From The Jam Factory – Sarah Hyndman.

When the Rain Stops Falling at the Almeida Theatre

Posted in With Relish by Type Tasting on May 22, 2009
When the Rain Stops Falling at the Almeida Theatre

When the Rain Stops Falling at the Almeida Theatre

A story of an extinct fish that falls from the sky, that we should say “I love you” and that inevitability is inevitable.

The press night after show party was a lively and thoroughly enjoyable do with past cast members mingling with those who’ve now moved in. Autograph hunters peered through the big glass doors as actors including a flamboyant Matt Smith (the new Doctor Who) partied with Naomi Bently and Lisa Dillon from the cast, and Andrew Lincoln and David Morrissey from previous productions.

Each play and company changes the atmosphere of the chameleon-like theatre as the actors make the whole space their home for the duration of the run. Sit in the bar after the play and sooner or later the actors and creatives will be sitting around you chatting which is quite a unique experience.

We designed the marketing materials for When the Rain Stops Falling about a year ago, long before casting or set design. It was an interesting remit – to conjure up the haunting timelessness of the Coorong without being too Australian whilst reflecting the play’s Englishness. We were really pleased with the scale of the photo of the Gormley statues on the back wall banner and word in the bar was that it was liked!

When the Rain Stops Falling was an epic drama spanning 4 generations of a family from England in the 1950s to Australia in 2038. It was a beautiful story written by Lantana writer Andrew Bovell that unfolded to a background of rain, a falling fish and monochromatic projections behind a simple wooden stage. (The audience on the front row shared in the experience of the rain and a glass of wine thrown in the heat of an argument).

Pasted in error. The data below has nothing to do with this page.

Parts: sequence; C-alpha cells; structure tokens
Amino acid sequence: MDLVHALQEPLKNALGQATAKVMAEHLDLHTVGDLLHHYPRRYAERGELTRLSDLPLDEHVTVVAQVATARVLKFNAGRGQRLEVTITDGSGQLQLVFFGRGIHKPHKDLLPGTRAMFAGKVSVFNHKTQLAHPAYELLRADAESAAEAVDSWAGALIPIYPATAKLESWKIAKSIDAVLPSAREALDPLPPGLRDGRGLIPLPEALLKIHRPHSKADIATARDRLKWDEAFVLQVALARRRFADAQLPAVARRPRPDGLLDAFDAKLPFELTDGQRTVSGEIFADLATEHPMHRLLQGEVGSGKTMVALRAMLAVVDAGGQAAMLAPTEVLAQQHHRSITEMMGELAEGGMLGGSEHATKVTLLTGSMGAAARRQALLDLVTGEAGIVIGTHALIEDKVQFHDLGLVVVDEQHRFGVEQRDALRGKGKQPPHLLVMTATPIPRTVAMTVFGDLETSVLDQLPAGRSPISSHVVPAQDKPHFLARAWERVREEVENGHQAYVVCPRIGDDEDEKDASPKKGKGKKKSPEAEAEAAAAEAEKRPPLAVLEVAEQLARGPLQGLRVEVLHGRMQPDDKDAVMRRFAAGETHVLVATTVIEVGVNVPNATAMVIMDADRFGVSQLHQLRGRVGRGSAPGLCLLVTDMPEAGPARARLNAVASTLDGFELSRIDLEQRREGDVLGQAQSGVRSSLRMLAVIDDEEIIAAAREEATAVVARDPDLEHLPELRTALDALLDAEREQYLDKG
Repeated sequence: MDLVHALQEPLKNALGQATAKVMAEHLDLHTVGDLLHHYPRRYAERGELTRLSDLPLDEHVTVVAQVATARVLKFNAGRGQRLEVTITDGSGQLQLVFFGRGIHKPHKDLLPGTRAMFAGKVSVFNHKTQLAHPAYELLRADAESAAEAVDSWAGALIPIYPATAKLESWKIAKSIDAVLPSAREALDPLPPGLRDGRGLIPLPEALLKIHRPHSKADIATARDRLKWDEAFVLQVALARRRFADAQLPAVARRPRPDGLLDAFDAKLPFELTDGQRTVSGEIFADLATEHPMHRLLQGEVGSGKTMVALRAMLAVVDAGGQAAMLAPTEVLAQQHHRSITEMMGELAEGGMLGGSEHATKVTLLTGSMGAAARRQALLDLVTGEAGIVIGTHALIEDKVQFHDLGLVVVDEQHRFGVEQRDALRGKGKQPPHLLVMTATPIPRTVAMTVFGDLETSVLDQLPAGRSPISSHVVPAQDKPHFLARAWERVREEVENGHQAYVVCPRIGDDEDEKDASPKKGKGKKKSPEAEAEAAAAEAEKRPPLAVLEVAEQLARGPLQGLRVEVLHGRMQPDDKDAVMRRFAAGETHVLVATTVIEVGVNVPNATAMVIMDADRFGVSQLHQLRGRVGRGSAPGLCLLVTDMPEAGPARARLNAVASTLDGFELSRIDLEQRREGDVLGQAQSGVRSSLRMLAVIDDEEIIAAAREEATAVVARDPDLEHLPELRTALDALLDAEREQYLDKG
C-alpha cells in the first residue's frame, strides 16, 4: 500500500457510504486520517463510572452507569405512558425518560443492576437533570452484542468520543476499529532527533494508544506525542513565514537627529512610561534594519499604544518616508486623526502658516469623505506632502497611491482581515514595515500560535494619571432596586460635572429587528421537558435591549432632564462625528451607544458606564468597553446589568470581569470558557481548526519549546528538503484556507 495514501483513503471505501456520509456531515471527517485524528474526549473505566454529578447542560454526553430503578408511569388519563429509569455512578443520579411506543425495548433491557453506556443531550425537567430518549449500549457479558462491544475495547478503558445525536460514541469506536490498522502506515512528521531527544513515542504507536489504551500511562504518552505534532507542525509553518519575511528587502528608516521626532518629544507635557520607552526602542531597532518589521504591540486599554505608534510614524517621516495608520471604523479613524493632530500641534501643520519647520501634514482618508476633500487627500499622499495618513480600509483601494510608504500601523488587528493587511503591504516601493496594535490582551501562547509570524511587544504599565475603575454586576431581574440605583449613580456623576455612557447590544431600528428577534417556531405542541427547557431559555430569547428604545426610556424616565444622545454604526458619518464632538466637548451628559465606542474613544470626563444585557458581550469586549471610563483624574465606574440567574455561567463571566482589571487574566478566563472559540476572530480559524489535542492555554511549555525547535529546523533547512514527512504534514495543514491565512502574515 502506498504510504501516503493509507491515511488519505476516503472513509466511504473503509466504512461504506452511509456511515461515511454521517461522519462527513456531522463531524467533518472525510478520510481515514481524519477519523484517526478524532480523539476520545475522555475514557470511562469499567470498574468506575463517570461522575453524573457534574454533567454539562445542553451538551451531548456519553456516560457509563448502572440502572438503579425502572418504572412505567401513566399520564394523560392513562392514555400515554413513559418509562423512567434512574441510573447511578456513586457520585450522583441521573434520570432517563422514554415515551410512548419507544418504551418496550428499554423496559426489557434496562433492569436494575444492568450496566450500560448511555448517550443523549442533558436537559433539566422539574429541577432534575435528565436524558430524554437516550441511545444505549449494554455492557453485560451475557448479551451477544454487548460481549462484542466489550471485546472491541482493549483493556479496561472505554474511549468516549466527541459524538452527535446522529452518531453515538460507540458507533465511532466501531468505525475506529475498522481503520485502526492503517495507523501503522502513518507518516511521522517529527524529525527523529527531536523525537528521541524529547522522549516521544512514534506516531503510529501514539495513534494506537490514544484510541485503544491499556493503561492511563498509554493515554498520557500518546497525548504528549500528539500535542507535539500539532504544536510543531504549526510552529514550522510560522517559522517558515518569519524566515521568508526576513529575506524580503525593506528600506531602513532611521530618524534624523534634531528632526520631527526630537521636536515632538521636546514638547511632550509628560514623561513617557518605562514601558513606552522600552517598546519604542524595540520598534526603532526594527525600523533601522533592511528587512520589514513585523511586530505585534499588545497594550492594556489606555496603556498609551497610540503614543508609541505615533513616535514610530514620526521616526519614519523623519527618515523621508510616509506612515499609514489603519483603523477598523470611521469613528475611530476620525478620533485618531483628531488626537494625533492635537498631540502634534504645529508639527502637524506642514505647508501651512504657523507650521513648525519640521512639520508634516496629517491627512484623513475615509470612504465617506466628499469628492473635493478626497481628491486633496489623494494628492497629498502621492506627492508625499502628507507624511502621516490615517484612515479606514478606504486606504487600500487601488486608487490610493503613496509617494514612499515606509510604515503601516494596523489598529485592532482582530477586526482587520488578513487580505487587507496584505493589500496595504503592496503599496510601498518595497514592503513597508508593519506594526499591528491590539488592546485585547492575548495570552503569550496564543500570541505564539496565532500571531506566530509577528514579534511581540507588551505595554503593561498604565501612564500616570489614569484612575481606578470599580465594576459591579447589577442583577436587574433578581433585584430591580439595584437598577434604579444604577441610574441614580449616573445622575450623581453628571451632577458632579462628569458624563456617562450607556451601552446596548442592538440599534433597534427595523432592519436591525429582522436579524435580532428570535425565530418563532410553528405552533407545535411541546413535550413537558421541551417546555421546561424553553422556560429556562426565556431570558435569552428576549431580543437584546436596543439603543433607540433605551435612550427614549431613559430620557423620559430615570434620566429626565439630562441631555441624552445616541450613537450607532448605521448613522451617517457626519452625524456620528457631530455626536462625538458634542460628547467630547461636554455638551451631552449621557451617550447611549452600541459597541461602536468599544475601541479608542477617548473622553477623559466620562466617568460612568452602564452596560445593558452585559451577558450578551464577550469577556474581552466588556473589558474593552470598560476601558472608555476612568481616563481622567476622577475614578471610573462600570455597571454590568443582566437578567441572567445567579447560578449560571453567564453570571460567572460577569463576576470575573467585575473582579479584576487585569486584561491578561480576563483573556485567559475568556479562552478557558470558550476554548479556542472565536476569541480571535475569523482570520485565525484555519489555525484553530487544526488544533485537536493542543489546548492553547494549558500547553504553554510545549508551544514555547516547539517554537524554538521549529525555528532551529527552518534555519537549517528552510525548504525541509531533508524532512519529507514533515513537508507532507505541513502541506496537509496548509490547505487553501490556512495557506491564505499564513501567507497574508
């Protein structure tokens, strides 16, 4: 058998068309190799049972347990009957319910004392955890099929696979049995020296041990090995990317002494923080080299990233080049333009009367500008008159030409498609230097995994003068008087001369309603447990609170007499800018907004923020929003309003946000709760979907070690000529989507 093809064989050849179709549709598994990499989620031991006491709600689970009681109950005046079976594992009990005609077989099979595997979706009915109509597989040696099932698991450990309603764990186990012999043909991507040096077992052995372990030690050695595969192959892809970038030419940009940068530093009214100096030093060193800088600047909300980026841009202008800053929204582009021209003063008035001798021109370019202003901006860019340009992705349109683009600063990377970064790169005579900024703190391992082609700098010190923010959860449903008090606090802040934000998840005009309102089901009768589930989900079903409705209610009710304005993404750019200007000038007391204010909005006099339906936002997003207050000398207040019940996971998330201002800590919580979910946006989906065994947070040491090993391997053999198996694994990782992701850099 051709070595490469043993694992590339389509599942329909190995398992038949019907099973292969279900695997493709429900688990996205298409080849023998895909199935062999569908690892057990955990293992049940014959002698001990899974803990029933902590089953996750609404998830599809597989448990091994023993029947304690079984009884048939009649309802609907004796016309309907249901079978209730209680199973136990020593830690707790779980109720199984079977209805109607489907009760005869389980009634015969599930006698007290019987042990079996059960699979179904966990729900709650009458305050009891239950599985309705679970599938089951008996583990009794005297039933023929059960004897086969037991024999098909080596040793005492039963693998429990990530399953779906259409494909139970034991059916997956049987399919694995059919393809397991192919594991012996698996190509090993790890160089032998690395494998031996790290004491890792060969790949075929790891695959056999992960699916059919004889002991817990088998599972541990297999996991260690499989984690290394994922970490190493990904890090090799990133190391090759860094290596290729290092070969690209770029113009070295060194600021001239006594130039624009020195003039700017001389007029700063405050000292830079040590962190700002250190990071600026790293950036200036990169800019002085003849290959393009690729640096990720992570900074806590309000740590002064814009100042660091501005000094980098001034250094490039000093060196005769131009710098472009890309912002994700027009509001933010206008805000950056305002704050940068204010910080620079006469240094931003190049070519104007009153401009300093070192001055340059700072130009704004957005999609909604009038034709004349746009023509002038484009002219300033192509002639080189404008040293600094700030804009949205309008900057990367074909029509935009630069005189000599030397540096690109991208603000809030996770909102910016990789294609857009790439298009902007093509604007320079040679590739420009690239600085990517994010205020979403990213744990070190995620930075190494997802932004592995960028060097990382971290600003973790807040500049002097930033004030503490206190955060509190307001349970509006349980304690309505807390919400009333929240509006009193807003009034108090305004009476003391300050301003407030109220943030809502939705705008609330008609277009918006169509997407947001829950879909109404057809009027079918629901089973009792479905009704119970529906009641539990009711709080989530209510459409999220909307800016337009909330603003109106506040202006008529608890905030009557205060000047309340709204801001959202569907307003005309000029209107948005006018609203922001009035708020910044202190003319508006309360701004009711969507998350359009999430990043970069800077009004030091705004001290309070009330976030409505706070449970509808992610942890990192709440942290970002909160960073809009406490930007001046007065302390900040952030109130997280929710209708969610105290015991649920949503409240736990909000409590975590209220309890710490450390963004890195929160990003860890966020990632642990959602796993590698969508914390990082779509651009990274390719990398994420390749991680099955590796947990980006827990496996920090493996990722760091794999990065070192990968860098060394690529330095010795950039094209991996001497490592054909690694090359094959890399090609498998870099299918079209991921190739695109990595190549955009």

The play revealed the unrequited lives of two women. From their hopeful 20s with the promise of love and futures abruptly brought to an end, then their sadness 24 years later as they contemplated their unfulfilled lives. At times both young and older actresses were on stage together, emphasising the gulf between the promises of their youth and the reality.

It was the men that took the play travelling around the world as, one by one, they left to either escape themselves or follow the past in an attempt to discover why their fathers left when they were so young.

I found it enchanting and loved the characters as they revealed themselves through tragedies, strengths and inevitabilities. Despite the thread of sadness and betrayal running through it’s a strong story with a strangely hopeful and uplifting ending. The final scene leaves you as an audience member in the satisfyingly omipotent position of understanding symbolism that the characters on stage can never understand as only you have seen the full story.

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